Backgrounds: Data on optimal antiplatelet therapy in patients undergoing stenting of the proximal left anterior descending artery (LAD) are limited. Method(s): This is a post-hoc analysis of the GLOBAL LEADERS trial, a prospective, multi-center, randomized controlled trial, comparing the experimental strategy (1-month dual anti-platelet therapy [DAPT] followed by 23-month ticagrelor monotherapy) with the reference regimen (12-month DAPT followed by 12-month aspirin monotherapy) in relation to stenting of the proximal LAD. The primary endpoint was the composite of all-cause death or new Q-wave myocardial infarction (MI) and key secondary safety endpoint was Bleeding Academic Research Consortium (BARC) type 3 or 5 bleeding at two years. Result(s): Among 15,845 patients included in the analysis, 3823 (23.9%) patients underwent stenting of the proximal LAD, while 12,022 (75.2%) did not. In the proximal LAD stenting group, there was no significant difference in the risk of the primary endpoint between the two antiplatelet strategies (3.38% vs. 3.93%; hazard ratio [HR]:0.86; 95% CI:0.62-1.20; Pinteraction = 0.951). However, the risk of any MI (2.63% vs. 3.88%; HR:0.68; 95% CI:0.47-0.97; Pinteraction = 0.015) and any revascularization (7.84% vs. 9.94%; HR:0.78; 95% CI:0.63-0.97; Pinteraction = 0.058) was significantly lower in the experimental strategy group, while demonstrating a similar risk of BARC type 3 or 5 bleeding between the two antiplatelet strategies (1.93% vs. 1.99%; HR:0.98; 95% CI:0.62-1.54; Pinteraction = 0.981). Conclusion(s): The present study showed patients having stenting to the proximal LAD could potentially benefit from the experimental strategy with lower ischaemic events without a trade-off in major bleeding at two years.Copyright © 2020 Elsevier B.V.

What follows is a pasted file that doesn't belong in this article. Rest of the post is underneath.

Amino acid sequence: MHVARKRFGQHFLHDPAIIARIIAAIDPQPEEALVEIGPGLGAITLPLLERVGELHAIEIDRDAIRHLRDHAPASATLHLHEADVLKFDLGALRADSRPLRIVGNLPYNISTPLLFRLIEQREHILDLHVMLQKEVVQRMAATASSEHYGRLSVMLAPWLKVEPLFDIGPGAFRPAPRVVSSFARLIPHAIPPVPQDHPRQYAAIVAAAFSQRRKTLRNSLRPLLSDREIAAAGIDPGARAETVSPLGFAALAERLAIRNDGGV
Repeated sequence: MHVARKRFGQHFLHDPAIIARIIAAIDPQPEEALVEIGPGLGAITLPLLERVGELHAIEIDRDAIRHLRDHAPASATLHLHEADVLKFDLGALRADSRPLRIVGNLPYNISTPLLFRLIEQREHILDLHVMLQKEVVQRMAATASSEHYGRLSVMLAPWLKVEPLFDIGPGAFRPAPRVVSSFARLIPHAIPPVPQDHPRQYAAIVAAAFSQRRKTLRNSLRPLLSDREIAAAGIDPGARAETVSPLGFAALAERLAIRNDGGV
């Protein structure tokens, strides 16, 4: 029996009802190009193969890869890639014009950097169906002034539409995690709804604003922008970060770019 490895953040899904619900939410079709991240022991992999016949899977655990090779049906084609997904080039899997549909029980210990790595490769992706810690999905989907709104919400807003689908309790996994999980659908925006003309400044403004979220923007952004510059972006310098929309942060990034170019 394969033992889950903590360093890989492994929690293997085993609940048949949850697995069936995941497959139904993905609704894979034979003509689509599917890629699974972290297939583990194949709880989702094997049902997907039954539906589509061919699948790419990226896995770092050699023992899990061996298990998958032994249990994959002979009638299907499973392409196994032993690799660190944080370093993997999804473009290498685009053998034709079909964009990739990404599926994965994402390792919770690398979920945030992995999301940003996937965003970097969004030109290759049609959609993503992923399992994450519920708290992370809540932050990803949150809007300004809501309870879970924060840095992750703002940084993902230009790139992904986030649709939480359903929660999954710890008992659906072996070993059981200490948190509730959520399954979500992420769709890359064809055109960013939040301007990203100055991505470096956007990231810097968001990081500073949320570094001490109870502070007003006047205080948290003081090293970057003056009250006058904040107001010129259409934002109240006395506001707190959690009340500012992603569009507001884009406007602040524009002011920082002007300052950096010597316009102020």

Ticagrelor monotherapy in patients with concomitant diabetes mellitus and chronic kidney disease: a post hoc analysis of the GLOBAL LEADERS trial